2. Make the filling: Whisk all of the filling ingredients together in a large bowl. It will be a little thick. Cover and refrigerate until you need it; or refrigerate up to 3 days.
  3. Preheat oven to 375°F (190°C).
  4. Roll out the chilled pie crust: Remove larger disc of pie dough from the refrigerator. Keep the other in the refrigerator as you work. On a lightly floured work surface, roll the dough out into (roughly) an 18×13-inch rectangle. Make sure to turn the dough about a quarter turn after every few rolls. Carefully place the dough into a 10×15 inch jelly roll pan; there will be overhang on the sides. Smooth the crust out so it fits nicely into all the corners of the pan. Crimp the edges with your fingers, if desired. Brush edges lightly with the egg wash. Reserve remaining egg wash for step 6.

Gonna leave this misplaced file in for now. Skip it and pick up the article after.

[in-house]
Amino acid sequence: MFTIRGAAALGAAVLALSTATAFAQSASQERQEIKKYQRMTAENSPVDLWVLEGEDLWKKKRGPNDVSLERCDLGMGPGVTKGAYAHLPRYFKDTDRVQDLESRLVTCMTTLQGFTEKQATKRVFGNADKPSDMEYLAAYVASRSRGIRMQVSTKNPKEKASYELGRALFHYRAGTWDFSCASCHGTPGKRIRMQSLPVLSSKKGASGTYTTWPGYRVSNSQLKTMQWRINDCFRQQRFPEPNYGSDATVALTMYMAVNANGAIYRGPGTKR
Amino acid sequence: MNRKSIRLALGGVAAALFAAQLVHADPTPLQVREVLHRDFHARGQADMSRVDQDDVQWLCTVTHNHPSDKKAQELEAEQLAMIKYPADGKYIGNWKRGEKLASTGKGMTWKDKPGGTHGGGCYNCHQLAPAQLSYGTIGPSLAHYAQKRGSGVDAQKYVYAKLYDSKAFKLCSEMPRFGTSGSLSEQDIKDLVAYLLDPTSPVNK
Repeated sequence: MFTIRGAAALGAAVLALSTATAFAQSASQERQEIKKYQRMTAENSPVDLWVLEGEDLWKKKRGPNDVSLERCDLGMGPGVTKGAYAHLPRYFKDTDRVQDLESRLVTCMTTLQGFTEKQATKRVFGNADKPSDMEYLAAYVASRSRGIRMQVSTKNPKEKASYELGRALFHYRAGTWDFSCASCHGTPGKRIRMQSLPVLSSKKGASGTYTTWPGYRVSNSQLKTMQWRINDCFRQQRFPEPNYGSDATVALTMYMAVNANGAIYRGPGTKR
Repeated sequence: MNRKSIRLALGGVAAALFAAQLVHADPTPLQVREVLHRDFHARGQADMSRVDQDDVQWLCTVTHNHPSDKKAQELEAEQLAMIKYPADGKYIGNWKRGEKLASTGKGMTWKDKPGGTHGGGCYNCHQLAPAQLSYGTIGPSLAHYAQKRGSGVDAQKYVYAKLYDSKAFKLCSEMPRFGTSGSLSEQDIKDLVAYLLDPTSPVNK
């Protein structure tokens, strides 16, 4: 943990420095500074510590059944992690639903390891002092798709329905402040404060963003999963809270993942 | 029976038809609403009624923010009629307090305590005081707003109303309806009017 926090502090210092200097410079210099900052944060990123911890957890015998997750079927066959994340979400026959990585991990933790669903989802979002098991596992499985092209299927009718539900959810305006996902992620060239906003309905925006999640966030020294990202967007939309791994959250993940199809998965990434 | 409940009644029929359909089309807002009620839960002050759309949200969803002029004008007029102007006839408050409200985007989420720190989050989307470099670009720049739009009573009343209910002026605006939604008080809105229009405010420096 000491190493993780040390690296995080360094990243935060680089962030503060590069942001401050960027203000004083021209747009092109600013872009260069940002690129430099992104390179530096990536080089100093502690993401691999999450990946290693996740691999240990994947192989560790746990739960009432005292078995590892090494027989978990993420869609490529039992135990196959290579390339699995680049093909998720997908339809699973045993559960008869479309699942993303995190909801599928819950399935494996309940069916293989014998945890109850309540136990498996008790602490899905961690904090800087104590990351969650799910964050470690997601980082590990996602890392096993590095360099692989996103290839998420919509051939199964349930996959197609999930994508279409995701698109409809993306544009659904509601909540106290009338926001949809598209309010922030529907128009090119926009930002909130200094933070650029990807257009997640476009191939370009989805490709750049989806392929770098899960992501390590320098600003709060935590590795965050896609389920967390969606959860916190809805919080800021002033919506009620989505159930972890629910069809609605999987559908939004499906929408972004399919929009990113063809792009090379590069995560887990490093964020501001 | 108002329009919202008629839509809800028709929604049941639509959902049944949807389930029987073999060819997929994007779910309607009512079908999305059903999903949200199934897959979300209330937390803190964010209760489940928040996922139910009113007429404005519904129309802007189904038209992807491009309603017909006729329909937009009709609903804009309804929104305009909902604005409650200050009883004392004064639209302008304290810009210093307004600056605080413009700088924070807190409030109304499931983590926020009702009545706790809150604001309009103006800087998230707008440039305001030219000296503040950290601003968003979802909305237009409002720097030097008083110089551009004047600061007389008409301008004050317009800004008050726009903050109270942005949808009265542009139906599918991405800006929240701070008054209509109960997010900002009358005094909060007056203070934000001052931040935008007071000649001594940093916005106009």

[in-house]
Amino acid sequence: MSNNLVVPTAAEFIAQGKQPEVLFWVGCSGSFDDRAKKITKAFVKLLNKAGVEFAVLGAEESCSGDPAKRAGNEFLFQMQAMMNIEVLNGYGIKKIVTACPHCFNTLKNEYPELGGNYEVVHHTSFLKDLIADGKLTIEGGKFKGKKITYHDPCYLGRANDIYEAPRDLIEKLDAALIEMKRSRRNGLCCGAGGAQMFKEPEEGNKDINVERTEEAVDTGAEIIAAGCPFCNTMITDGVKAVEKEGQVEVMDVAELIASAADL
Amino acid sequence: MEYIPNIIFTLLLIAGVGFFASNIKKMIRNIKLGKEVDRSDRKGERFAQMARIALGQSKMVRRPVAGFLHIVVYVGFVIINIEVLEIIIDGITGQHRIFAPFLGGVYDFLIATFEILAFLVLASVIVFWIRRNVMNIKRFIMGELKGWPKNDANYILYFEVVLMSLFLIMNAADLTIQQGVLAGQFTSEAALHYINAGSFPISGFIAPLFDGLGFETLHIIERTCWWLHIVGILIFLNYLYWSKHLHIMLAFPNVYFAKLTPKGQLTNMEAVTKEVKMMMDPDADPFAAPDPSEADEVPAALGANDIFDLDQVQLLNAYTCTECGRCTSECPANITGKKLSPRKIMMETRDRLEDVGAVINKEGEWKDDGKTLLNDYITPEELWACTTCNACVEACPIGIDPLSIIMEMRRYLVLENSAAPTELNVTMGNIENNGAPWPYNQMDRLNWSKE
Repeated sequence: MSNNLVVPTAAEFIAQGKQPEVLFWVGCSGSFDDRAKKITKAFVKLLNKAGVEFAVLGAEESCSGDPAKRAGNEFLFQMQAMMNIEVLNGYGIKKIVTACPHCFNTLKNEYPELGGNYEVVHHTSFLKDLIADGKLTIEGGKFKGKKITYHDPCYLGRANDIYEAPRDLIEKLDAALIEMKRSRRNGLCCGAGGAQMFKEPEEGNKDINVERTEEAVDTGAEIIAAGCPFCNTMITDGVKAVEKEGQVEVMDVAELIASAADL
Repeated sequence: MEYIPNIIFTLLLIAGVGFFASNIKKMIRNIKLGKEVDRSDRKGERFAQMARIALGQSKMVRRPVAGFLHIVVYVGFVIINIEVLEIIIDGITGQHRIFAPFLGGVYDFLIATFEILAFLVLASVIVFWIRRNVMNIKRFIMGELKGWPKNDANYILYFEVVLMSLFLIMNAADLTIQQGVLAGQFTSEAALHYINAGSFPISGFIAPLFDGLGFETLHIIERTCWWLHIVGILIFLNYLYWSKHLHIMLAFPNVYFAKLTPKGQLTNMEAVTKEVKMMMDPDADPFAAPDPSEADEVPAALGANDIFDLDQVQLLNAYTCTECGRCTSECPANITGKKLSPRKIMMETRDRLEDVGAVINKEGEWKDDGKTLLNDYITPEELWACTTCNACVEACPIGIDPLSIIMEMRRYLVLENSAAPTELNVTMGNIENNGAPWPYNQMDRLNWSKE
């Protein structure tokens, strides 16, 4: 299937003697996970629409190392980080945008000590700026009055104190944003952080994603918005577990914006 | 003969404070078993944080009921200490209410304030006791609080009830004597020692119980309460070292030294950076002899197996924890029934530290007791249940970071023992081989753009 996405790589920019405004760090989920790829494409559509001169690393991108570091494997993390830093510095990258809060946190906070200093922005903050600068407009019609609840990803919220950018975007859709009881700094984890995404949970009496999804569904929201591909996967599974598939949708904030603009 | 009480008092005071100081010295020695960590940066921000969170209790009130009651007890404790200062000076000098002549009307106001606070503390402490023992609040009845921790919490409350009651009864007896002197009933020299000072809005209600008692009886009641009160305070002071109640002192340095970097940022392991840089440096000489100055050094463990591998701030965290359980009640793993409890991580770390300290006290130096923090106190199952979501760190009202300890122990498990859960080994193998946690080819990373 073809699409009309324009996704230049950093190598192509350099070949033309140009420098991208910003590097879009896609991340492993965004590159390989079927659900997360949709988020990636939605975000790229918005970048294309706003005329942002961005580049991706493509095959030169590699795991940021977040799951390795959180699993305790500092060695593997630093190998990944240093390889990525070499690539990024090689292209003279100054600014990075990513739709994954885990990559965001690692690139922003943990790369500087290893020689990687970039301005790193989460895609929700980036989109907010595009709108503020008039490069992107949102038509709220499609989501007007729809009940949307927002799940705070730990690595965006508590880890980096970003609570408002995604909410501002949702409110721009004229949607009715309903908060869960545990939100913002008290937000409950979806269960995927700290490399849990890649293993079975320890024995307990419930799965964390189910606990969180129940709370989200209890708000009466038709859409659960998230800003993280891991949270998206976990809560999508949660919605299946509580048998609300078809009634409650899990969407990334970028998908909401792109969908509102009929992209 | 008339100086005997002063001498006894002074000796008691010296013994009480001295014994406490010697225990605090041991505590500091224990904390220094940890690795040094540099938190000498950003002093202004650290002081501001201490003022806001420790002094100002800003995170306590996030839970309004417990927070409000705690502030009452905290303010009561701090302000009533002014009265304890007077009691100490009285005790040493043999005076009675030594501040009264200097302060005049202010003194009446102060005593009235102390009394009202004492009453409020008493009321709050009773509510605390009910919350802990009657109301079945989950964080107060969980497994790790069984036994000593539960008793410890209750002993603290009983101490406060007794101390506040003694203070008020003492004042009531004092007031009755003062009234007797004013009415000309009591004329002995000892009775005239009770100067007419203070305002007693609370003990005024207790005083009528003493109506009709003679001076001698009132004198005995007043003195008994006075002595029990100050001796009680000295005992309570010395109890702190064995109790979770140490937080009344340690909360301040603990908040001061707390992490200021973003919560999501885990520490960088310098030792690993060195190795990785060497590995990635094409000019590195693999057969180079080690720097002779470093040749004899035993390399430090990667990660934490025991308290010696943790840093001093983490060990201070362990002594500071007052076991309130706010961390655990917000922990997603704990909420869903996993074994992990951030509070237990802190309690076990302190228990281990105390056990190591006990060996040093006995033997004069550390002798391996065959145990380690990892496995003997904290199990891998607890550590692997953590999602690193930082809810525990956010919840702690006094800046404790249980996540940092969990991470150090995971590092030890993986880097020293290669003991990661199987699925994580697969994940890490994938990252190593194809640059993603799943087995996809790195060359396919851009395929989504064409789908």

5. Spread filling evenly into the crust. Bake for 35-45 minutes or until the filling is only slightly jiggly in the very center. Remove from the oven, set on a wire rack, and allow to cool completely.
  6. Pie crust leaves: As the pie cools, roll out remaining dough. Roll out into any shape you really want (doesn’t matter) and 1/8 inch thickness. Using leaf cookie cutters, cut into shapes. Brush each lightly with egg wash. Cut leaf veins into leaves using a sharp knife or toothpick, if desired. Place onto a parchment paper or silicone baking mat-lined baking sheet and bake at 350°F (177°C) for 10 minutes or until lightly browned. Remove and set aside to cool before decorating pie.
  7. Decorate pie with pie crust leaves and/or whipped cream. Leftovers keep well covered in the refrigerator for up to 1 week.